TMQ Tidbits of the Week
Once again, here is the best of Gregg Easterbrook’s Tuesday Morning Quarterback column on ESPN.com. You can read the football bits here. Due to the outcry about the officiating in the Monday Night Football game, I’ve included the first bit even though it is football related. (Note: I do not necessarily endorse his political positions, but have […]
A TED Presentation Gone Haywire?
Or and intentional “stunt”? You be the judge. (My money is on intentional.) For another fun take on presentations see my post about the “typical” presentation.
On Fracking, the Science is Clear
Unfortunately, while the science on natural gas fracking is clear, the public debate does not reflect this fact. Why? Here is a take from an op-ed piece in the NY Post by Jon Entine: The academic face of the anti-fracking movement — Cornell marine ecologist Robert Howarth — increasingly looks like he’s willing to turn science […]
The Future of Energy?
An interesting technology that may someday soon begin to revolutionize the energy discussion. (HT: Cody Wanner)
TMQ: Where Did that Quote Come From?
Interesting thoughts from Gregg Easterbrook on the world of unnamed sources to quotes: Dead Men Don’t Wear Plaid, and Anonymous People Don’t Complain About Quotes: In an era plagued by what Stephen Colbert memorably called “truthiness,” increasingly, public speakers quote people or sources who mysteriously lack names. In Barack Obama’s speech on the Afghan war, the president […]
Thoughts from (Last Week’s) TMQ
Running a week behind again on my reading of Gregg Easterbrook’s Tuesday Morning Quarterback column on ESPN.com, so just getting to the entirety of last week’s TMQ. The football pieces are old news now, but here are my favorite non-NFL pieces (find the whole thing here): ———————————- On Christmas Creep: Christmas Creep: Reader Jill Andvik […]
Pop Medicine versus Real Science
Trevor Butterworth hits another topic on target, this time on Forbes.com. He tackles the recent hub-bub over Dr. Oz’s dire warnings about apple juice and arsenic. Here is the intro: If the reaction in the news media to Dr. Oz’s absurd claims about the dangers of arsenic in apple juice has been enormously heartening (essentially […]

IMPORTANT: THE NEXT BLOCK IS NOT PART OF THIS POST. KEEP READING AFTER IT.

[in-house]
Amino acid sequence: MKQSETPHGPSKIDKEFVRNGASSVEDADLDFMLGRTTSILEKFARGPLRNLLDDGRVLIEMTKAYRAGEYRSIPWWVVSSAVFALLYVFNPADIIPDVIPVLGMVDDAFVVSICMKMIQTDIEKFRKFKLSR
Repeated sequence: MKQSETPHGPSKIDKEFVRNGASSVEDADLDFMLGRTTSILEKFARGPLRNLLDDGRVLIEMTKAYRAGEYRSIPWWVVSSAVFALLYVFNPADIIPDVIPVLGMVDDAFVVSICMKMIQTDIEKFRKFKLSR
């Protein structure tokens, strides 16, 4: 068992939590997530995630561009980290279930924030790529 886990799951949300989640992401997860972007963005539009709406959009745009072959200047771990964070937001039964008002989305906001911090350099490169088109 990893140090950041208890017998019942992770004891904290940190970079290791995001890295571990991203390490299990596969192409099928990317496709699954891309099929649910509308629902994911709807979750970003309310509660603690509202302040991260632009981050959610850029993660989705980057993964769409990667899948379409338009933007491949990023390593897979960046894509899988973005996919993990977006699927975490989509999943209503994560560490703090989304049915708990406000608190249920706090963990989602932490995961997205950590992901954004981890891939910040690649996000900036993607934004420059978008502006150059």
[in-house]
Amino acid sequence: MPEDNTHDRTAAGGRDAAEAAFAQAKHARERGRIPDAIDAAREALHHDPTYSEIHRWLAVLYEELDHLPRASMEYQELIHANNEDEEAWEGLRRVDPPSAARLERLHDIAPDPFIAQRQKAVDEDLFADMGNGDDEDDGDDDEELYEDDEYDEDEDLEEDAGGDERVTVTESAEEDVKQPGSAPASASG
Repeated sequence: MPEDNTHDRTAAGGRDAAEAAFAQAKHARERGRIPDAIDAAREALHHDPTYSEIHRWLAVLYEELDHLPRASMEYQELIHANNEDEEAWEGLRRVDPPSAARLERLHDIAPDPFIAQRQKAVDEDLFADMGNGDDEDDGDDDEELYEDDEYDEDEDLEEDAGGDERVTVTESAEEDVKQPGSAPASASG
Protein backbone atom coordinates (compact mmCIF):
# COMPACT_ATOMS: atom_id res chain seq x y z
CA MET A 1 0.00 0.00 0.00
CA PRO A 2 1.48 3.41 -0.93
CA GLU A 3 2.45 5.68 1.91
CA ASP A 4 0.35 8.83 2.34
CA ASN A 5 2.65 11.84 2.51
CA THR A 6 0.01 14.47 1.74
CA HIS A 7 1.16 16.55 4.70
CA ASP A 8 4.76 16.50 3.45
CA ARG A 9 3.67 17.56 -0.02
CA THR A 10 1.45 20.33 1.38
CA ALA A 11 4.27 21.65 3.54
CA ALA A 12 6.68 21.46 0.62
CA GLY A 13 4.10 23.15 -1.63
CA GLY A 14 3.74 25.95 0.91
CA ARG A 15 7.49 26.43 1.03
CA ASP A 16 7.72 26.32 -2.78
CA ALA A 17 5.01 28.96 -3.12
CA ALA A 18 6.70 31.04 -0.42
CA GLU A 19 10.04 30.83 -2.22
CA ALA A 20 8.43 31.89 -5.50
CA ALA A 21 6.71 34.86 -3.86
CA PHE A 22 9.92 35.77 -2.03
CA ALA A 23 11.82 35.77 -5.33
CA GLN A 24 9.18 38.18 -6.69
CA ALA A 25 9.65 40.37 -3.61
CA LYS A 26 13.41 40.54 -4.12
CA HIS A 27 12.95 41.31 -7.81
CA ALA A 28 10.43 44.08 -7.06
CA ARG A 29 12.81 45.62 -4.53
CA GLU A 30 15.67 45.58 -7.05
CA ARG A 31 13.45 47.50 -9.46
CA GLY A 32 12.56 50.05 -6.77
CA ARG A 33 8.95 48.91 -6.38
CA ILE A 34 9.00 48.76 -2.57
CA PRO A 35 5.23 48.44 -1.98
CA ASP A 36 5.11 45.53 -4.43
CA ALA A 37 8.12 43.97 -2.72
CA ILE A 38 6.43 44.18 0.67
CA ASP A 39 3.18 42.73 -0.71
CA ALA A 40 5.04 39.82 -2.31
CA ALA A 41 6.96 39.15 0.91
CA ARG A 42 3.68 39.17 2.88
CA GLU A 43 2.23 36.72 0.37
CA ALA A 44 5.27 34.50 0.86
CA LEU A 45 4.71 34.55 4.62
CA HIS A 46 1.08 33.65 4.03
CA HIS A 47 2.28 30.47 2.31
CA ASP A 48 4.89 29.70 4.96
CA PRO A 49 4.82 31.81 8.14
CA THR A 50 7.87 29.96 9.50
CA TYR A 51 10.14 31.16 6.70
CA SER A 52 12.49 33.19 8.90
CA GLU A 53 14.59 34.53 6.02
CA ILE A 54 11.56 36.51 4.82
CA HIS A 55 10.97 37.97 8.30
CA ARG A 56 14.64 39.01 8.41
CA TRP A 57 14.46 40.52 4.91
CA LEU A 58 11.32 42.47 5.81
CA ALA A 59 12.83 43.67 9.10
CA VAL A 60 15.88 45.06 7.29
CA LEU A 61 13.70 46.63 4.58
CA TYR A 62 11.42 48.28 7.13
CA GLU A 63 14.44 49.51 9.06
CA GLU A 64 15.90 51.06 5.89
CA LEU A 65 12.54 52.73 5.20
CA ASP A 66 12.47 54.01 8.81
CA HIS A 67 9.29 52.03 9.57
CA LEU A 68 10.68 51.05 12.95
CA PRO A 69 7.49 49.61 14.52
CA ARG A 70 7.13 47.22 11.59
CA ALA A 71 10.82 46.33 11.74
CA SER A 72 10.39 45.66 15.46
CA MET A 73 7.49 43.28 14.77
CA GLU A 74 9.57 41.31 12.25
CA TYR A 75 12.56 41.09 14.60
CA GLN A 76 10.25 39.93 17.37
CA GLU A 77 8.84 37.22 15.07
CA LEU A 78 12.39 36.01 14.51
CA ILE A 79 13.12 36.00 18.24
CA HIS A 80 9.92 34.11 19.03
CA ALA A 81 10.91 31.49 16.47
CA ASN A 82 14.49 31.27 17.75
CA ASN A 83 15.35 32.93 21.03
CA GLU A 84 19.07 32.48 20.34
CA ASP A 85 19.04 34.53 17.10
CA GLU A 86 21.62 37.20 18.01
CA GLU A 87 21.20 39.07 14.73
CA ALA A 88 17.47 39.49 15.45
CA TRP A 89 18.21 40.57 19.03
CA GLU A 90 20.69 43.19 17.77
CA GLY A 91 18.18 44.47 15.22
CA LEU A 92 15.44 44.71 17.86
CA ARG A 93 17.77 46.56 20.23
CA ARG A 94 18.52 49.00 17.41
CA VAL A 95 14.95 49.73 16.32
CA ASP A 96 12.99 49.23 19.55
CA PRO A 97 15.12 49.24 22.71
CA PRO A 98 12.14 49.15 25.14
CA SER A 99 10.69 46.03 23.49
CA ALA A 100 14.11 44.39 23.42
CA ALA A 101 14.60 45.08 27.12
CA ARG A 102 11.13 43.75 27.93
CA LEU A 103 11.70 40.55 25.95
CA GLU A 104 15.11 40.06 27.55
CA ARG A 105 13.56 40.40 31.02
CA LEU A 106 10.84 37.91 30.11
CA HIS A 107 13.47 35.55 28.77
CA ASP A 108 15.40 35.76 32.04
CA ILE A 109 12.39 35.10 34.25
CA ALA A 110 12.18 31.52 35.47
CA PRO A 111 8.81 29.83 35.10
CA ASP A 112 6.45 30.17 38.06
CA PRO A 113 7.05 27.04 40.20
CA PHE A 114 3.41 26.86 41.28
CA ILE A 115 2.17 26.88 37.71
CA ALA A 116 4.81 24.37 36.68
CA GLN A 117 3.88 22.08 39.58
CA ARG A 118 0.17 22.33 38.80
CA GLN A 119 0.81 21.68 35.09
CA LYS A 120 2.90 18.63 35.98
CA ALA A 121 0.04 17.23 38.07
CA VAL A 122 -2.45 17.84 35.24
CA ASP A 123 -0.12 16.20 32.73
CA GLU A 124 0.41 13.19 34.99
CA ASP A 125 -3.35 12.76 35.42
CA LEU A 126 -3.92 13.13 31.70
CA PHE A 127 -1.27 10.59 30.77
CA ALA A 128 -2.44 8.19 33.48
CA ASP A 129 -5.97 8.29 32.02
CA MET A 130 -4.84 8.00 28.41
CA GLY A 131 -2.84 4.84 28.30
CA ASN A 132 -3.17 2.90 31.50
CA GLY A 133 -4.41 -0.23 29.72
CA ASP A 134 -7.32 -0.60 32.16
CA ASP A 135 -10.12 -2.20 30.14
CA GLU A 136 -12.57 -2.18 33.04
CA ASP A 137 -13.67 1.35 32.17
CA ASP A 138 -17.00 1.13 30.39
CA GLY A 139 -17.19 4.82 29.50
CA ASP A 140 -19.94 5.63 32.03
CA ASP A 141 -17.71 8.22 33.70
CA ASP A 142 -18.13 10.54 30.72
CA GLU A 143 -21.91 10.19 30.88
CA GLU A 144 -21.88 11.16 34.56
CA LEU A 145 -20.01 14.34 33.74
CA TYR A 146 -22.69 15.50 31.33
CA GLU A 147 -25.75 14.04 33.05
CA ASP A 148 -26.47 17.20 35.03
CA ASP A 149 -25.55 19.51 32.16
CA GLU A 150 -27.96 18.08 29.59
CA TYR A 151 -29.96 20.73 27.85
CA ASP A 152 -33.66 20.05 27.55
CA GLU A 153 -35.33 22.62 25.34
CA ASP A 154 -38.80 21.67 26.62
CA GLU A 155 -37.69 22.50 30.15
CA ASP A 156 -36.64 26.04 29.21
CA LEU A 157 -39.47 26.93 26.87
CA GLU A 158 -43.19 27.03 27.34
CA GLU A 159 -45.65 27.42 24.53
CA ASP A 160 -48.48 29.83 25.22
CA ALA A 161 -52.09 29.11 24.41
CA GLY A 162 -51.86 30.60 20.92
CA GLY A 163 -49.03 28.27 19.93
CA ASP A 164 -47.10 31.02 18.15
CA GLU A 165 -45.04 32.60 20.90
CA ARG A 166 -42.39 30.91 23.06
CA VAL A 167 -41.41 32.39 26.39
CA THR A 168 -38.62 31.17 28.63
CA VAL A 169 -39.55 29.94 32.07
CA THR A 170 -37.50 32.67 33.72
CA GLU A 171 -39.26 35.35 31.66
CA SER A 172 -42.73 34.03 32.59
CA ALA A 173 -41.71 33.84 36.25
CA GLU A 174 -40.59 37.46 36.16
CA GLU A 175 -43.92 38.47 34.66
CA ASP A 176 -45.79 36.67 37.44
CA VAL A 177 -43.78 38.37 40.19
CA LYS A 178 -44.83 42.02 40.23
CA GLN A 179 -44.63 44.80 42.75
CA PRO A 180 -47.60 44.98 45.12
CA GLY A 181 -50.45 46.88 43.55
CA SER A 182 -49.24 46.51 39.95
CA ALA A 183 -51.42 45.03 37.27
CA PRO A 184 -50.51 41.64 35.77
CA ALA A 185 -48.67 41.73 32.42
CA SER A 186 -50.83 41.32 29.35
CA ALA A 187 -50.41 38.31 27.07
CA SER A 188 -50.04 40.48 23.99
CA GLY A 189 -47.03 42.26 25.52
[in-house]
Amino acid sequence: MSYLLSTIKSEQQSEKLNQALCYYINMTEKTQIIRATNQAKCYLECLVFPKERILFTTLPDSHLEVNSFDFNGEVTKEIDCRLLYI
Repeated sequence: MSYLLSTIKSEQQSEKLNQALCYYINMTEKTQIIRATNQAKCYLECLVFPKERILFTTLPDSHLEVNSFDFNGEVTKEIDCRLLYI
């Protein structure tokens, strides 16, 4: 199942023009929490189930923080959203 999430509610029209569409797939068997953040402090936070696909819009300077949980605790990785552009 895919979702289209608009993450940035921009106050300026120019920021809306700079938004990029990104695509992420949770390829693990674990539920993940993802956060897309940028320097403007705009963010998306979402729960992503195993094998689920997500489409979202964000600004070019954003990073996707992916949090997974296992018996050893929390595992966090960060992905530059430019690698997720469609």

Climate Change Consensus?
From FoxNews.com yesterday comes a story about a Nobel Prize winning physicist withdrawing from his professional organization over the politics of climate change. Dr.Ivar Giaever resigned due to the American Physical Society‘s official statement of policy on the subject. Giaever was cooled to the statement on warming theory by a line claiming that “the evidence […]
Who Needs Science?
Apparently, this describes well the view of some lobbyists and lawmakers in our culture. Who needs to check science, or trust experts when we have already made up our minds from a few badly run studies that have since been refuted by many bigger, better run studies.? They’ve made up their minds, and want to […]
The Research Monopoly
There is an interesting feature of life in academia. Research is often funded with public funds via grants from the NIH, NSF, and other sources. The results often make headlines in the popular press. The press cites a scholarly journal in which the full results are published, and offers a take (often neglecting numerous provisos […]